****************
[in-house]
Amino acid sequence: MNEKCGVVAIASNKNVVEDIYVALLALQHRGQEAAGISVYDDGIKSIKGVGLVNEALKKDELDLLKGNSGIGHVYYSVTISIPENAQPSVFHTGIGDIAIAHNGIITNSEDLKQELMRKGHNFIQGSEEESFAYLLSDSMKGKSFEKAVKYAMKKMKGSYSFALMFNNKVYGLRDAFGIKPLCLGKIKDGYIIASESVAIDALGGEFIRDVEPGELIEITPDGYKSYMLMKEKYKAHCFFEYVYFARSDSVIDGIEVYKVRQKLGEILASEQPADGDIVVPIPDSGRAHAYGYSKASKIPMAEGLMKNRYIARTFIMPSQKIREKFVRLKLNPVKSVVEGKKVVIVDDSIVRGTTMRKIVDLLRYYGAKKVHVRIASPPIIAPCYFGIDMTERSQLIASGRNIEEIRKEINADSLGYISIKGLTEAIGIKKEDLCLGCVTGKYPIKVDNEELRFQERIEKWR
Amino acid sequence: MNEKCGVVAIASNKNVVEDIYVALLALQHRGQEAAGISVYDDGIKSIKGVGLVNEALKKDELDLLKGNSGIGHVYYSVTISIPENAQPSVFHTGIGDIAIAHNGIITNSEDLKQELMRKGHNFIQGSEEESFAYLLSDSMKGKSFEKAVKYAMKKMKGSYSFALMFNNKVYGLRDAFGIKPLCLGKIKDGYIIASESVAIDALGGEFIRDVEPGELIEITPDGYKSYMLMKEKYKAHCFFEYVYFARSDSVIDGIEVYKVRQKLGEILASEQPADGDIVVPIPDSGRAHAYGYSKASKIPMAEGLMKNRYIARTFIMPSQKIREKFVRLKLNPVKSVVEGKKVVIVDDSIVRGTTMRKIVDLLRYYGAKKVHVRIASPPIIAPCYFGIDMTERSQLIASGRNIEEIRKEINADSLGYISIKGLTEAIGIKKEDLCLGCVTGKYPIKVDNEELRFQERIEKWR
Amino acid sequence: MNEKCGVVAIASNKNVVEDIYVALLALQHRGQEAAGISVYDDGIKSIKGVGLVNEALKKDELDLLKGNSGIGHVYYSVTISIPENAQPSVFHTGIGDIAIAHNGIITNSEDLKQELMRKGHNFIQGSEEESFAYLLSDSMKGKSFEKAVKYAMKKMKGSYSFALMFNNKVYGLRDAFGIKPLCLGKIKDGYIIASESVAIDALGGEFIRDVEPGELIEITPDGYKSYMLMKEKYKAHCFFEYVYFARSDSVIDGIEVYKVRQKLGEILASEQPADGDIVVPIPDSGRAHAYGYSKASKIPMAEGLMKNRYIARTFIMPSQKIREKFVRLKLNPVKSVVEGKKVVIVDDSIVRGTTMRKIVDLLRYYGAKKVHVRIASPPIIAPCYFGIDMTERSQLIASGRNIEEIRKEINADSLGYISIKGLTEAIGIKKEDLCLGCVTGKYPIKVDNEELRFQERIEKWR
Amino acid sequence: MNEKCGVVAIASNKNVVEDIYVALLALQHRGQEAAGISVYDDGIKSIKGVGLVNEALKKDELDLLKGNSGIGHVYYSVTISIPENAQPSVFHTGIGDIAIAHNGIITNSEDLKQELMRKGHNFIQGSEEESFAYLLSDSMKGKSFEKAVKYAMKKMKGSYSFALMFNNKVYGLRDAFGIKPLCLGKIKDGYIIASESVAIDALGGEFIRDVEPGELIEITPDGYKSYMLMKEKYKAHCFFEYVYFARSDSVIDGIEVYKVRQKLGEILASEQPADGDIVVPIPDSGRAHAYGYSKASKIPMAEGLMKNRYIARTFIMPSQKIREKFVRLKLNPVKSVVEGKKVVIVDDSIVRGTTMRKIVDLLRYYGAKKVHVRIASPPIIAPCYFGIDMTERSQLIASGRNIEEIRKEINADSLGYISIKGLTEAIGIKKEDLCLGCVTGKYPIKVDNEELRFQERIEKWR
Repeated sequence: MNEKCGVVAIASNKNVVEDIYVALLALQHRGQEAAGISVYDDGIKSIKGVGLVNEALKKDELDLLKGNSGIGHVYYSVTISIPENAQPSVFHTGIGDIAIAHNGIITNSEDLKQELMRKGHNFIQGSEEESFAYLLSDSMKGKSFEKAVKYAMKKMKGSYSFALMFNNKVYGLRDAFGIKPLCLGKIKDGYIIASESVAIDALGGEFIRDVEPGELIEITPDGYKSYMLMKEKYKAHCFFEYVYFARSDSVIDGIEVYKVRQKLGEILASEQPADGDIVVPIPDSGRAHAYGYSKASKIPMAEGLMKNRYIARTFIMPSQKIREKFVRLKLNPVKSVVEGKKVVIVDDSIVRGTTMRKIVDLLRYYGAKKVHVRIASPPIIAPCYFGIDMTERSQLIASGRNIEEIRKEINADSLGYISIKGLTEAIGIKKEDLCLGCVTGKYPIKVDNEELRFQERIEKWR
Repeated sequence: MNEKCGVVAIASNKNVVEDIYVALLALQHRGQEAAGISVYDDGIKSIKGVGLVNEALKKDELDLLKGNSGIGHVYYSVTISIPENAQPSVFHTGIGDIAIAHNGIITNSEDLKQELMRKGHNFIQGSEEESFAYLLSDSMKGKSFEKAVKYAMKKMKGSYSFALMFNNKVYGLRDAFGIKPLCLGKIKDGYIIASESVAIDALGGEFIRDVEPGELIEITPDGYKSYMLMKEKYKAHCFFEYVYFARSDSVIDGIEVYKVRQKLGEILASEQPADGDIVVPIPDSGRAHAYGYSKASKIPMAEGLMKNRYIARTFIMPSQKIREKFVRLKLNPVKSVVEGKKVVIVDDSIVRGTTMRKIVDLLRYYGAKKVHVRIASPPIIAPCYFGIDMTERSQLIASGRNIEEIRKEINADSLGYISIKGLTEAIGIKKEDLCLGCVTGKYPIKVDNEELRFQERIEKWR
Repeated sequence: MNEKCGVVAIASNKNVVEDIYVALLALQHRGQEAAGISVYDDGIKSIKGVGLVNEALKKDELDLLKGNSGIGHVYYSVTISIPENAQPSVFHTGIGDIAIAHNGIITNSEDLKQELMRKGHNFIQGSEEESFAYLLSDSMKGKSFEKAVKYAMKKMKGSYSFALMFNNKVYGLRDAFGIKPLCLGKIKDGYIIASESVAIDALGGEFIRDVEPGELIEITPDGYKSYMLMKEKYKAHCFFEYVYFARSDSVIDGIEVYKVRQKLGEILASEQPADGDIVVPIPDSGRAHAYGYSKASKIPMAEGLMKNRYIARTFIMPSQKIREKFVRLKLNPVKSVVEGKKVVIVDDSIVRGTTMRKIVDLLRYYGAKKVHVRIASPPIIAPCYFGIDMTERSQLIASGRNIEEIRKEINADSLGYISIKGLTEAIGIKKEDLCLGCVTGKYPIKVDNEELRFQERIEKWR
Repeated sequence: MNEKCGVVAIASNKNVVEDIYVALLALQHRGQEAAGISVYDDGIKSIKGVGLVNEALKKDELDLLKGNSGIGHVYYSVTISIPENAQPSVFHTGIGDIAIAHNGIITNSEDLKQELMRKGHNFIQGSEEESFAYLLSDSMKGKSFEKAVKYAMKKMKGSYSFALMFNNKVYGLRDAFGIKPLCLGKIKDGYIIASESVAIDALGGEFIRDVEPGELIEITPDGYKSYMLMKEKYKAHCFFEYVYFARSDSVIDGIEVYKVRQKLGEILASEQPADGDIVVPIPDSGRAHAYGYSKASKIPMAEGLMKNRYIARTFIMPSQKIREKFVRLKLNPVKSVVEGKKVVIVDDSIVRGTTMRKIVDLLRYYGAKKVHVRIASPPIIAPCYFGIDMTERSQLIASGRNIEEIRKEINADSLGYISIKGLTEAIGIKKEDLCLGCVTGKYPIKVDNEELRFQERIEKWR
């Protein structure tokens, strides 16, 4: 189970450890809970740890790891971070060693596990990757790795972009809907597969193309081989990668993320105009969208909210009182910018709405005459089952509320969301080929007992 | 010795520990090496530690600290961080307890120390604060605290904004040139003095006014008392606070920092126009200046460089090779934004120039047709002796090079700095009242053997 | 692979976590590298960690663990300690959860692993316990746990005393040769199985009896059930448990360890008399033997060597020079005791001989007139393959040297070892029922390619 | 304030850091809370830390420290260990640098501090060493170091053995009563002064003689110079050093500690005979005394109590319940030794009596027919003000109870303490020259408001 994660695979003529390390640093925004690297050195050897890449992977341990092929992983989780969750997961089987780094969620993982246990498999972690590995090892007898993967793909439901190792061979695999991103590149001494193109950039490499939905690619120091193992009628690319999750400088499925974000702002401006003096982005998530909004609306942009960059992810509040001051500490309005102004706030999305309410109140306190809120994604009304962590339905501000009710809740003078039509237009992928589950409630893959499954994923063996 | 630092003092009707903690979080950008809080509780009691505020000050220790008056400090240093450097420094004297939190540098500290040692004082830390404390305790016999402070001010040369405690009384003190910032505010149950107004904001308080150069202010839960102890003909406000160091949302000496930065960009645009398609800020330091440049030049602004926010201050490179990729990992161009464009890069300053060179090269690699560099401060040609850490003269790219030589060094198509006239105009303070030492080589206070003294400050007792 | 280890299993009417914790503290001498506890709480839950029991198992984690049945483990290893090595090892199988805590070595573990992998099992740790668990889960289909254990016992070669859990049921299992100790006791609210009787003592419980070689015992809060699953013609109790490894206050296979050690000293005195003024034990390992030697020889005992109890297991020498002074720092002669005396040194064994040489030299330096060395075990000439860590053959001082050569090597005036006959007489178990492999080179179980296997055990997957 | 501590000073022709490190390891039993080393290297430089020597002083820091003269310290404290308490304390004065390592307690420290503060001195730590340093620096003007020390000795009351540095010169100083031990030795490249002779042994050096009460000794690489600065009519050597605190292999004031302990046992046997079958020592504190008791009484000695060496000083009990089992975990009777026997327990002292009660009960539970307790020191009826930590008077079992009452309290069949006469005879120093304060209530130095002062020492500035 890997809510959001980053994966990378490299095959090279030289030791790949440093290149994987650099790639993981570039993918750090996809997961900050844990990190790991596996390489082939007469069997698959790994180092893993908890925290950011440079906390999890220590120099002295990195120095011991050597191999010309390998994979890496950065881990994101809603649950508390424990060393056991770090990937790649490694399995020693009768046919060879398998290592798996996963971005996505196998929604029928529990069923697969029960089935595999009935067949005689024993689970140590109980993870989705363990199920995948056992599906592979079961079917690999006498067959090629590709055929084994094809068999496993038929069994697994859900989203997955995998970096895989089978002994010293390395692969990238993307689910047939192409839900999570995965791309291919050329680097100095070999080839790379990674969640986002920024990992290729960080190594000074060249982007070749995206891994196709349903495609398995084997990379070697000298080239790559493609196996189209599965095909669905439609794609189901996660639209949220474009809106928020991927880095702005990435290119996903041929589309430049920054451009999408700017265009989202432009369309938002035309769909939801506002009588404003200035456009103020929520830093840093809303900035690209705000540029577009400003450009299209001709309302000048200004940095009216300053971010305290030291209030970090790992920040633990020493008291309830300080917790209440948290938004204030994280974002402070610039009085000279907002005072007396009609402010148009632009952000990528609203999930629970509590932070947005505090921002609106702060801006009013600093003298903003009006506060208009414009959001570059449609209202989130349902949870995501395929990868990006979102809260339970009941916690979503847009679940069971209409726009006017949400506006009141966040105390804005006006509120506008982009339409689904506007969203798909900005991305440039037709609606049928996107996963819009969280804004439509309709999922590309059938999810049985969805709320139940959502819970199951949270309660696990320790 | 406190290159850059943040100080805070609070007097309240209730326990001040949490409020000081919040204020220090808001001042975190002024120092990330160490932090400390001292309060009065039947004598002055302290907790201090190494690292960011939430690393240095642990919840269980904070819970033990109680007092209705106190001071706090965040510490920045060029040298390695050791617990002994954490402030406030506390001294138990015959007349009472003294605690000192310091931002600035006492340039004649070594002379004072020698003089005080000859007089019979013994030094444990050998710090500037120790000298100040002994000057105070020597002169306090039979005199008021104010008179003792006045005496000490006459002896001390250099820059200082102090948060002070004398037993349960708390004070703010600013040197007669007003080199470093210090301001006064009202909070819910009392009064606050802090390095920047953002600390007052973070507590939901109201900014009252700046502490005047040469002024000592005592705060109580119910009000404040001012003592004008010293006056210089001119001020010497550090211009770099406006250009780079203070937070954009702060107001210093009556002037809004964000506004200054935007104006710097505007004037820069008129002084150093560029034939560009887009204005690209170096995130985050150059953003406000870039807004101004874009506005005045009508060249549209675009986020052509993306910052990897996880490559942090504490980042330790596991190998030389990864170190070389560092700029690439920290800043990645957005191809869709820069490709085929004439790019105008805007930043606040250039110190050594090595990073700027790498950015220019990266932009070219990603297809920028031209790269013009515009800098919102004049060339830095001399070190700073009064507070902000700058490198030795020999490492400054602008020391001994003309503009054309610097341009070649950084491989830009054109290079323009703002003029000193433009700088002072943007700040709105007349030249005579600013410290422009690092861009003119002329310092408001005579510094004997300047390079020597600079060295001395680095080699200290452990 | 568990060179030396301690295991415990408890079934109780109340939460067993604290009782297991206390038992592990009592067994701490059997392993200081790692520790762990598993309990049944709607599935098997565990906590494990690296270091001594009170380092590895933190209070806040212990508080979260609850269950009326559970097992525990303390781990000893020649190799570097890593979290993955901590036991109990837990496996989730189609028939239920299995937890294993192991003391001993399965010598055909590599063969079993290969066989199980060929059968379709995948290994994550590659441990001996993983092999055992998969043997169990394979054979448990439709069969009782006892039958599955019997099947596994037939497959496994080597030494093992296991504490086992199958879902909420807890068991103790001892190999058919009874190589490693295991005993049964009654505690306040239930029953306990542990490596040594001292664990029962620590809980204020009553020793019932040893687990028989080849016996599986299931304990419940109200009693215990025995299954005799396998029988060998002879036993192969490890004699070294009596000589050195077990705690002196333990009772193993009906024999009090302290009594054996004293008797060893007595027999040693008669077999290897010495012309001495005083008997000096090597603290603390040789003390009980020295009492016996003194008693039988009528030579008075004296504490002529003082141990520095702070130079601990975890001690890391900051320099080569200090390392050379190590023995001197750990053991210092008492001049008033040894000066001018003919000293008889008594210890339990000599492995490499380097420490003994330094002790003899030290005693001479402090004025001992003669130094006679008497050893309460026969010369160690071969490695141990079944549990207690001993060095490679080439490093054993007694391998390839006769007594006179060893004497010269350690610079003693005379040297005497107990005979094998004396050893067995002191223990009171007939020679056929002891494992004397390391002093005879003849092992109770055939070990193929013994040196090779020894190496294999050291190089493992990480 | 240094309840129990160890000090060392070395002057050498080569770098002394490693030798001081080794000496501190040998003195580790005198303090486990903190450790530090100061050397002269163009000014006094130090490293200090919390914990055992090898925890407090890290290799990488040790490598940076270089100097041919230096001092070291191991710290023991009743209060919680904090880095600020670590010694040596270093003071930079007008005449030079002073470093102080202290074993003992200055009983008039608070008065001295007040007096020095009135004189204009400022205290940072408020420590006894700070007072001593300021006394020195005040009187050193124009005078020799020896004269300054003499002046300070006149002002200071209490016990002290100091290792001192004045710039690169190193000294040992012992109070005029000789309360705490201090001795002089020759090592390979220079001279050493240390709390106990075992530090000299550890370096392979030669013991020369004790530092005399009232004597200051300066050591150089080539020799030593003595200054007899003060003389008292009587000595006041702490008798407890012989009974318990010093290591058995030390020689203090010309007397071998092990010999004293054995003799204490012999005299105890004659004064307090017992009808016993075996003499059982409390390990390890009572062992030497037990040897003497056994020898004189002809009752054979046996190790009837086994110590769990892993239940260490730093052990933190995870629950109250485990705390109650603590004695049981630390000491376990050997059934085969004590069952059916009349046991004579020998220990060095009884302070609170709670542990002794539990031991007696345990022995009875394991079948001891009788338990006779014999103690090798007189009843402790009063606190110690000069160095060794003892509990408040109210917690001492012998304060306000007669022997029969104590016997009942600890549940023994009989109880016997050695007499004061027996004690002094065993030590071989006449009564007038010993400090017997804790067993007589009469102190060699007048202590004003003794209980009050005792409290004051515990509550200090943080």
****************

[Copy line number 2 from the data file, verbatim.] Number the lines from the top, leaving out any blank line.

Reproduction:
Amino acid sequence: MNEKCGVVAIASNKNVVEDIYVALLALQHRGQEAAGISVYDDGIKSIKGVGLVNEALKKDELDLLKGNSGIGHVYYSVTISIPENAQPSVFHTGIGDIAIAHNGIITNSEDLKQELMRKGHNFIQGSEEESFAYLLSDSMKGKSFEKAVKYAMKKMKGSYSFALMFNNKVYGLRDAFGIKPLCLGKIKDGYIIASESVAIDALGGEFIRDVEPGELIEITPDGYKSYMLMKEKYKAHCFFEYVYFARSDSVIDGIEVYKVRQKLGEILASEQPADGDIVVPIPDSGRAHAYGYSKASKIPMAEGLMKNRYIARTFIMPSQKIREKFVRLKLNPVKSVVEGKKVVIVDDSIVRGTTMRKIVDLLRYYGAKKVHVRIASPPIIAPCYFGIDMTERSQLIASGRNIEEIRKEINADSLGYISIKGLTEAIGIKKEDLCLGCVTGKYPIKVDNEELRFQERIEKWR